Driving Progress: Students Excel at the Forbes Idea Incubator Challenge
Sponsored by Audi in Partnership With NYU Tandon, the Challenge Addressed Women’s Access to Transportation
More than 111 million people watched the New England Patriots triumph over the Atlanta Falcons during Super Bowl LI this past February. Chances are good that many of them were fighting back tears in the third quarter, when the automotive company Audi aired a touching 60-second spot called “Daughter,” which featured a young girl competing in a cart race as her father looks on. Standing on the sidelines watching her outwit her opponents, he contemplates a bright future for her — one in which she will be valued every bit as much as her male co-workers. “Progress is for everyone,” the ad concludes.
Audi was not merely paying lip service to the idea of gender equality and female empowerment: the company, which employs the hashtag #driveprogress, has made a practice of encouraging young women to enter the STEM fields, and this October, in partnership NYU Tandon, they sponsored a challenge at the school. During the event, which was presented by Forbes, Tandon’s female students were tasked with developing ways to ensure that reliable, safe, and affordable transportation options were available to women and girls in underserved communities.
At the Forbes Idea Incubator Challenge, women students from NYU Tandon collaborated on innovative projects.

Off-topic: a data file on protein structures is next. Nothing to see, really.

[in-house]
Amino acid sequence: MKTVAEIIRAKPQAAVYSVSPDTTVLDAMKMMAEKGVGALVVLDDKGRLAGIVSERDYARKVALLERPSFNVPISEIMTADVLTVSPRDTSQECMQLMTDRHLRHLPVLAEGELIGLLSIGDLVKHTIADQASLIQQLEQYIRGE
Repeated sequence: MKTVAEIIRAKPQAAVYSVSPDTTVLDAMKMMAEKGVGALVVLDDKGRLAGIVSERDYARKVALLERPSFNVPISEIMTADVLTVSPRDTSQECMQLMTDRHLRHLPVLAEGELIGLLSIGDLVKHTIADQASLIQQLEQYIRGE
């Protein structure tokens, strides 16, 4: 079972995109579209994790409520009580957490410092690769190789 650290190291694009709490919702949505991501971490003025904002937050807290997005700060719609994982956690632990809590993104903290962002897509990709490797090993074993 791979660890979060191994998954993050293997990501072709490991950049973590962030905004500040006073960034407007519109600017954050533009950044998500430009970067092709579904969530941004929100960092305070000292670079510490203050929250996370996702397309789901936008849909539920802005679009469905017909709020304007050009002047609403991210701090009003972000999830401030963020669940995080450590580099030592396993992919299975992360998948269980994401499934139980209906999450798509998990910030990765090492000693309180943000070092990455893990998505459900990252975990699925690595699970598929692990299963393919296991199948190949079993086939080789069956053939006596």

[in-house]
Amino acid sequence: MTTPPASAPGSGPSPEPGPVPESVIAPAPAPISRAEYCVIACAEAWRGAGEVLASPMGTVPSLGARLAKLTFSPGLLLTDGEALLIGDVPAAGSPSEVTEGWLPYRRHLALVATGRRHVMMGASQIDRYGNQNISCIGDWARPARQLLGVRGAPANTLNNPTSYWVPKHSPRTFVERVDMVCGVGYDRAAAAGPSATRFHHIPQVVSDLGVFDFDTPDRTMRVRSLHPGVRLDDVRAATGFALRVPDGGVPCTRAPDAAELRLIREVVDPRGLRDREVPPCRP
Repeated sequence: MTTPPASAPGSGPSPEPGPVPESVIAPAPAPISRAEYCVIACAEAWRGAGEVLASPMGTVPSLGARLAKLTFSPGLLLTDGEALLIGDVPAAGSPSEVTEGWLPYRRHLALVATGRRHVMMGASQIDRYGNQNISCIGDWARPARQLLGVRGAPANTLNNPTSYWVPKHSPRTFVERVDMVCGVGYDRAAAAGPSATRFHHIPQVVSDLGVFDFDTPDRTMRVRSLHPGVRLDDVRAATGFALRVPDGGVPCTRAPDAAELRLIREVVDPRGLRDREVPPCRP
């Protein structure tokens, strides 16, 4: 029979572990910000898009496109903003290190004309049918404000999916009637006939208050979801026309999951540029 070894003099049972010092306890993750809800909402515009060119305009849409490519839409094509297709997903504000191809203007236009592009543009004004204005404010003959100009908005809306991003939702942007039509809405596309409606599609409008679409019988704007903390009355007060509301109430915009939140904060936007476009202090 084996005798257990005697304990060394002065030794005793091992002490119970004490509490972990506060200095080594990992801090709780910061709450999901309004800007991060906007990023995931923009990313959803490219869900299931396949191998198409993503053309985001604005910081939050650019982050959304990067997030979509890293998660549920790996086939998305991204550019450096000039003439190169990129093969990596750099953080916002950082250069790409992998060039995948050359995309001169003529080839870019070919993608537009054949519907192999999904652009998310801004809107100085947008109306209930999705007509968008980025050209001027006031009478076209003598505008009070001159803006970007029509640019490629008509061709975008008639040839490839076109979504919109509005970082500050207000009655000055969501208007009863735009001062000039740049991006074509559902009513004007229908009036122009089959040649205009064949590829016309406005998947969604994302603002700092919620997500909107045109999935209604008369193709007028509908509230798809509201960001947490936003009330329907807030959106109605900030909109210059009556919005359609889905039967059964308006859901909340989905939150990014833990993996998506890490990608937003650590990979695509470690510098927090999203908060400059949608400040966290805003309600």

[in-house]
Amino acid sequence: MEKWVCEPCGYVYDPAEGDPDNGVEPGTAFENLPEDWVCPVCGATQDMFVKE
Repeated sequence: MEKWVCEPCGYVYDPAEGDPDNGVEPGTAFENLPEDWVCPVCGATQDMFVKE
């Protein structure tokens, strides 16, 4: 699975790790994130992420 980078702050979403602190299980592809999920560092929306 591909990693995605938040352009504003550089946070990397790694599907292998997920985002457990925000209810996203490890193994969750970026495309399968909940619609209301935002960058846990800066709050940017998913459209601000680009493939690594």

The 27 participants divided into teams and received high-level mentoring from Jeri Ward, the senior vice president and chief communications officer for Audi of America; and Moira Forbes, the executive vice president of Forbes Media and the publisher of Forbes Woman.
At the end of the event, which was planned as an extension of the 2017 Forbes Women’s Summit, teams presented a seven-minute pitch of their ideas and answered questions from the judges, who included Forbes and Ward, as well as Steven Kuyan of the NYU Tandon Future Labs and Victoria Bill, who oversees the Tandon MakerSpace.
The winning team — comprised of Brittany Kendrick, Aida Mehovic, Camila Morocho, and Emily Muggleton — conceived of a mobile app that would connect women with similar commutes so that they had traveling companions. Cleverly called TogetHER, the app won the team the first-ever Audi Drive Progress Grant of $50,000 in scholarships.
“The Forbes Idea Incubator Challenge was a huge success,” said Assistant Dean for Opportunity Programs Nicole L. Johnson, who helped organize the event. “Professors Phyllis Frankl, Anne Ronan, and Anne-Laure Fayard were instrumental in planning this very noteworthy initiative, and the Tandon student teams did an amazing job — representing the school well and bringing to light the issue of safety in regards to young women and travel.”
Frankl, who has long been at the forefront of the school’s efforts to attract and retain female students, added, “I was extremely impressed by the creativity, technical know-how, and presentation skills all the teams exhibited, as were our partners from Forbes and Audi."
“The Forbes Idea Incubator encouraged innovation, creativity and critical thinking, and that, at its most fundamental level, is how progress happens,” Ward concluded, summing up what female engineers can bring to the workforce — and why that’s so important to us all.